So while electric cars are much more efficient at converting energy into VMT (Vehicle Miles Travelled), we need to look at the personal transportation challenge holistically. Simply replacing most gasoline-powered passenger vehicles with electric ones is probably necessary, but definitely not sufficient. We need to reduce the number of cars on the road as well. A system such as this could achieve that and also reduce the number of vehicles each family owns, because you’d only really need a dedicated vehicle if all the family was going out together or if you had a large amount of cargo to transport. Taking that further, if you integrated the system into car sharing schemes (like ZipCar), many families who own multiple vehicles today might be able to get out of vehicle ownership altogether.

The reality is we just don’t have enough space to keep on building roads to deal with an increasing number of single-occupant vehicles. Jevon’s paradox proposes that as you make something more efficient, the rate of consumption increases. Cheaper-to-run cars are very likely to mean more cars on the road - unless we fill most of the seats in the process. I doubt that more traffic jams would be considered great progress, even if we aren’t spewing as many poisonous gases and CO2 into the atmosphere while we sit there. The silver lining is that electric cars are very efficient when not moving or moving very slowly. However, most of the liquid fuel-burning vehicles likely to be all around you are not.

So, when you start looking for your next new vehicle (assuming you can obtain a line of credit!), ask the dealer what sort of systems come with the car to help you fill all the seats on each journey. Sure, you are likely to get a blank stare in return, but miles per gallon (or MPkWh - miles per kilowatt-hour) shouldn’t be the only measure of efficiency if we are to have a road-based transportation system in the not-too-distant future that isn’t gridlocked for most of the day.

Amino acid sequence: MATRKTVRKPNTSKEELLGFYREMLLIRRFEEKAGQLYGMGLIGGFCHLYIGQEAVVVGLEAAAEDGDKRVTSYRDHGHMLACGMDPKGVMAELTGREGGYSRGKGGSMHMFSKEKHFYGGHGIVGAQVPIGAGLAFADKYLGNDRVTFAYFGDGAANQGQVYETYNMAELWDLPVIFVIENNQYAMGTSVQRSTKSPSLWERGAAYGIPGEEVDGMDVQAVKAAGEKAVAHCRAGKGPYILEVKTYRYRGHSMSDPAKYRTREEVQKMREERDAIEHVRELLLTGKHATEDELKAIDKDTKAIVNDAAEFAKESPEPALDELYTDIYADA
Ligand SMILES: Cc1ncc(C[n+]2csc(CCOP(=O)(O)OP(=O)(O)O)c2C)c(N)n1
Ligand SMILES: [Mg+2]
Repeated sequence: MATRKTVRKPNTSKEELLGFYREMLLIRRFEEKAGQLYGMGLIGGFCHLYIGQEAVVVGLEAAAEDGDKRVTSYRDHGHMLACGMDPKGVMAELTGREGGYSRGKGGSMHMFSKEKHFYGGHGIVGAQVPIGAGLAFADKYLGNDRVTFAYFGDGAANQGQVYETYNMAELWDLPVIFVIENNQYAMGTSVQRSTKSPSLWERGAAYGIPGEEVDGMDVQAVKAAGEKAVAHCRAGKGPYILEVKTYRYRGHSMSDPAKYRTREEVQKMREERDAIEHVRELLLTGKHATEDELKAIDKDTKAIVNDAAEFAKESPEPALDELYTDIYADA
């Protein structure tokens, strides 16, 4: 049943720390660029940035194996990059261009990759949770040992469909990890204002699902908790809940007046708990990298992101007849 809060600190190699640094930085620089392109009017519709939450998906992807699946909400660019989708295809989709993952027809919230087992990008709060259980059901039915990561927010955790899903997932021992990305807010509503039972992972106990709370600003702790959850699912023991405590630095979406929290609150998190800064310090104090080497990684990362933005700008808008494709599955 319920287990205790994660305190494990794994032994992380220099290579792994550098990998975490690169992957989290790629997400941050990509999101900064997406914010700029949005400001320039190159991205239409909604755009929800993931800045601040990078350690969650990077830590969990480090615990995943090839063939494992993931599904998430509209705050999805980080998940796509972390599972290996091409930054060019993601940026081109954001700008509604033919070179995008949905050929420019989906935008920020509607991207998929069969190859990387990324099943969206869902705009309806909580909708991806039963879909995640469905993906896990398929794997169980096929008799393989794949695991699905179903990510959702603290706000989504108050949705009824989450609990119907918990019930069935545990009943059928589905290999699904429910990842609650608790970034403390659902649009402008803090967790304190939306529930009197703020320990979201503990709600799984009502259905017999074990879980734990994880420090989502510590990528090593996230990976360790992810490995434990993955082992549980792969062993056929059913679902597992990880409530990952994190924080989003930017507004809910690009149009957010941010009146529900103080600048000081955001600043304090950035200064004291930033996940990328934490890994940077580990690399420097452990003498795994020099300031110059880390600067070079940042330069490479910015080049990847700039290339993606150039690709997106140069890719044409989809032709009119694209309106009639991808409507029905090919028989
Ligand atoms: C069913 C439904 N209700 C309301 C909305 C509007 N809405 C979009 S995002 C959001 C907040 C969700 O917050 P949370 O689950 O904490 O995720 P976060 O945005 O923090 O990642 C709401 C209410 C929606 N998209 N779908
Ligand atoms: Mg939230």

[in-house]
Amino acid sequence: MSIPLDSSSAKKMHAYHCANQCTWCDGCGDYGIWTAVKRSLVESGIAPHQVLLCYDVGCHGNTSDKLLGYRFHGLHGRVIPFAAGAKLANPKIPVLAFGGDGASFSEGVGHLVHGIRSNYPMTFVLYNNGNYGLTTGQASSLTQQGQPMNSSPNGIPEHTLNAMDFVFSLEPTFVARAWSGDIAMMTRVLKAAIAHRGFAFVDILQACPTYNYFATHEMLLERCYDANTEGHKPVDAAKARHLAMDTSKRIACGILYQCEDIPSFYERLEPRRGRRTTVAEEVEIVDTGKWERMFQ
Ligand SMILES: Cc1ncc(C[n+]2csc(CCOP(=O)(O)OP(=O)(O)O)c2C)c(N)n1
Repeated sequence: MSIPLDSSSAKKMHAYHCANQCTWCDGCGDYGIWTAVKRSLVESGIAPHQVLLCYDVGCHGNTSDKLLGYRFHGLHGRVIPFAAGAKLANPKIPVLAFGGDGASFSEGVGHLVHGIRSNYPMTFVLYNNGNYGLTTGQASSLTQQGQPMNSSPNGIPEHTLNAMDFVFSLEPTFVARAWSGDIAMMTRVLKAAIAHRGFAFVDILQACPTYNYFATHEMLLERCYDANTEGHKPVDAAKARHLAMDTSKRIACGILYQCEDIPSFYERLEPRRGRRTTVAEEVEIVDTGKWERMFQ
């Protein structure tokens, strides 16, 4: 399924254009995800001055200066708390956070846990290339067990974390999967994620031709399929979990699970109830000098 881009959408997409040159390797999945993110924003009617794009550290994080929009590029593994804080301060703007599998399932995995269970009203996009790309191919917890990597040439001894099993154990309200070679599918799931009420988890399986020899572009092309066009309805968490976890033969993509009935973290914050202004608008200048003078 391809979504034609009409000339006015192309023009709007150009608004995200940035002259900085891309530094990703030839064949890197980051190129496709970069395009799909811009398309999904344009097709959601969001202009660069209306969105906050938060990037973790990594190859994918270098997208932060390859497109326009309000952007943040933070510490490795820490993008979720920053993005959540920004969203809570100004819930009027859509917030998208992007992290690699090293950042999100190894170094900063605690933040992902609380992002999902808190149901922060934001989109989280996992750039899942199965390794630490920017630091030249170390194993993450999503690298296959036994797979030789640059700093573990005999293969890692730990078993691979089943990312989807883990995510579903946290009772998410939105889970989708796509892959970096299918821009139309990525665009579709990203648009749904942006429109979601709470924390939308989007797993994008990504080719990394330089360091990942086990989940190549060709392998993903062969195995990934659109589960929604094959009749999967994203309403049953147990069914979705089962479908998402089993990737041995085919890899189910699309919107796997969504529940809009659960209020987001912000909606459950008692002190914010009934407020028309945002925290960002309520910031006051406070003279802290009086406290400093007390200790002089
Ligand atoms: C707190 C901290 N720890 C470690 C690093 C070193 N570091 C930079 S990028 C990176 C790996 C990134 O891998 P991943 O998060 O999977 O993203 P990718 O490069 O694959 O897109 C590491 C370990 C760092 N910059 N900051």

And besides, when you’re in your brand-spanking new shiny electric car, aren’t you just dying to show it off to someone else? 🙂

P.S.  In case you were wondering, the picture depicts a Model T Ford and a Chevy Volt electric battery pack.

Comments (4)

  1. Anonymous says:

    thank you for writing such a good post.

  2. Edd says:

    Your thoughts about electric cars are really very interesting, thanks for posting. And here are my considerations.

    Environmentally-friendly and cost-effective electic cars won’t add to traffic jams and air pollution. More and more people now are working through Internet. Why should an archtect rush to the office every day when he can operate from home? I know many such examles with archtects, editors or even teachers.

    Also, most of people I know don’t use buses, they have to drive. Electric cars are much smaller because of relatively small battery capacity, so they are a real step forward.

  3. khyati says:

    Thank you for writing such an appealing post. Normally I see the same thing and it starts to get on my nerves. Thanks again and I’ll be back for more.

  4. james says:

    The electric cars are definitely the only option for urban places to reduce pollution.